Parallel dimensions, quantum physics, alternative universes and time travel have always fascinated most of us, inspiring many of the stories we grew up with. After Binance suffered a $41M hack on May 5, and the subsequent–and deeply controversial–blockchain rollback discussion, we could say that we got to experience our very own short story creation, albeit on a much smaller, contained scale. Call it a slip of the tongue, lack of sleep or desperate, hail mary attempt by Binance’s CEO Changpeng Zhao, the truth is the “unspeakable” Bitcoin blockchain rollback debate attempt was out in the wild, even if it didn't sound very plausible in the first place. However, the idea of reverting transactions, “going back in time” to undo the consequences of an unwanted situation is not new, and many were reminded of a previous precedent, that went much further, after the now infamous Ethereum’s DAO hack back in 2016.
It may be far-fetched, but if we take a quick glimpse into the future, and we imagine a scenario where blockchains store decades and even centuries of official information (from financial to historical data), the idea of an “editable” blockchain could very much resemble an instrument similar to a time machine. This instrument would have the power to rewrite truth, not only confined to financial transactions, but historic timelines, narratives and personal identities. The ability to rollback a chain by a group of individuals, a big company or a tyrannical government, will most certainly be considered a weapon capable of mass deception, propaganda and even unparalleled destruction. However before losing the run of ourselves, let us start at the beginning…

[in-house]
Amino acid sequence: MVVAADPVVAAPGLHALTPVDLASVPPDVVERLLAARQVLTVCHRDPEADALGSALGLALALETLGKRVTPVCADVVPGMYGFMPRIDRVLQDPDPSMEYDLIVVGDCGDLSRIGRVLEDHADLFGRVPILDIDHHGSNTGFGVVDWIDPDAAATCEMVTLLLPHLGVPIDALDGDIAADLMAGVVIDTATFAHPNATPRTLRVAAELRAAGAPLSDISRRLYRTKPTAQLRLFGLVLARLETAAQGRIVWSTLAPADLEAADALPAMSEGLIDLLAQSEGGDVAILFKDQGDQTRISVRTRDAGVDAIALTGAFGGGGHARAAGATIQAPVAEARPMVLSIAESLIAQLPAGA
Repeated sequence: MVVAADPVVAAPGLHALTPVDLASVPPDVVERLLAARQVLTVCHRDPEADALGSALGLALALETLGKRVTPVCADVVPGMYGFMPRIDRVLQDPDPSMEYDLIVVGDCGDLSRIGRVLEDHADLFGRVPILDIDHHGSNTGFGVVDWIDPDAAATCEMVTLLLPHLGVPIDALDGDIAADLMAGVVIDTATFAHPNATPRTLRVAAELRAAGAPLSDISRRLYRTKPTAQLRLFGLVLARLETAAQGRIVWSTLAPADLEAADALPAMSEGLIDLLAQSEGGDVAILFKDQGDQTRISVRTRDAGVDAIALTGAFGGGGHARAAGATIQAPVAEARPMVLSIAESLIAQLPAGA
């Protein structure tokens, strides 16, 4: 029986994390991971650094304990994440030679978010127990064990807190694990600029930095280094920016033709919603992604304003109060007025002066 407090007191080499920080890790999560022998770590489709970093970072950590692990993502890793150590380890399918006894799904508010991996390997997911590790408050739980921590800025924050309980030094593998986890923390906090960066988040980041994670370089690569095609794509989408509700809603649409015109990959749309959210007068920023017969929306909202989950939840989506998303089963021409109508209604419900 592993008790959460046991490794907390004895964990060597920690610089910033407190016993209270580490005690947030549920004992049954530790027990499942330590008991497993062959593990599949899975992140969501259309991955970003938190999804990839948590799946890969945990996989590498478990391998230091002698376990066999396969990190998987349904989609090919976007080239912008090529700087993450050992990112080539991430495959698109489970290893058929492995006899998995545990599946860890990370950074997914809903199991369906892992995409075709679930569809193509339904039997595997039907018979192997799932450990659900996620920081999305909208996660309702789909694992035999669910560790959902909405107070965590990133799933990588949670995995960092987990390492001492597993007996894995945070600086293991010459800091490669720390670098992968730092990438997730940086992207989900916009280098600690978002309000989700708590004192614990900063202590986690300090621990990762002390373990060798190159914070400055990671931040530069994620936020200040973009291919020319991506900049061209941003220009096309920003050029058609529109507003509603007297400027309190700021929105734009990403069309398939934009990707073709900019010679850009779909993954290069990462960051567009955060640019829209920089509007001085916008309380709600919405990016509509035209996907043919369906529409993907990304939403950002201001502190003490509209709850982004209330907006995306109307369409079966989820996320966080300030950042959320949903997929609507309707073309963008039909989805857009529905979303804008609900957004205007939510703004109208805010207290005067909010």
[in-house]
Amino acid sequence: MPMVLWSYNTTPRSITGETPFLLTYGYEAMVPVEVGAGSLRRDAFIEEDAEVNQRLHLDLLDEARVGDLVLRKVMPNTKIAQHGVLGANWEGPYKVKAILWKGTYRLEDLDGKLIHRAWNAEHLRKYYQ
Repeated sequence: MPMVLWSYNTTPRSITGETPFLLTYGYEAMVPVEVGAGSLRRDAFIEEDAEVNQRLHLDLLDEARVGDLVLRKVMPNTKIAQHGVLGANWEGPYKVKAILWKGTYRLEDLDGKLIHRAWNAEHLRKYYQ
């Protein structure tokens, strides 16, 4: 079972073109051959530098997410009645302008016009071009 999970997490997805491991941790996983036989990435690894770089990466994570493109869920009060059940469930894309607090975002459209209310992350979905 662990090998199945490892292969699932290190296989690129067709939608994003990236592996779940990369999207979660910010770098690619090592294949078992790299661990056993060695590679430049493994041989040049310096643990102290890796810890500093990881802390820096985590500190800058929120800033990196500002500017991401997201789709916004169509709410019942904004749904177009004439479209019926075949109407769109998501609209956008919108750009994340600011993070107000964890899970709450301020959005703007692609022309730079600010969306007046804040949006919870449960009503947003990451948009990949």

First Leap Into The Unknown
In 2016, the Ethereum network and community had to take an almost impossible decision that ended up changing the course of the project forever. After the DAO (a smart-contract based “decentralized autonomous organization”) was hacked, putting more than $50M in jeopardy, the still young project was at the brink of destruction. Sadly, the only viable option to recover the funds and undo the impending catastrophe ended up being a non-contentious hard fork of the blockchain. The rest is common knowledge by now, with the birth of Ethereum Classic (which is after all, the original chain). But that was not the only split that took place during that time, two fierce, opposite opinions emerged. On the one hand a more rigid, fundamentalist side, where censorship resistance and immutability is to be protected at all costs. On the other, a more flexible side, taking a more pragmatic and adaptive approach, yet highly prone to controversial decisions.
Immutability is without a doubt, one of the core principles of the technology. After all Bitcoin was created in an era of bank bailouts and general distrust of corporations, governments, politicians and similar positions of power. On the other hand, it’s to be expected that many situations like these will take place again in the near future. Honest mistakes do happen. Should that be a reason to throw it all away when there’s also the possibility to undo the damage? Technical bugs are to be expected in any kind of technology, old or new. Confirmed, malicious hacks and thefts, sadly, will always be a part of the landscape. If the financial infrastructure of the future will run on these platforms, it seems logical to demand a more predictable and reliable pathway.
Funds No Longer “Safu”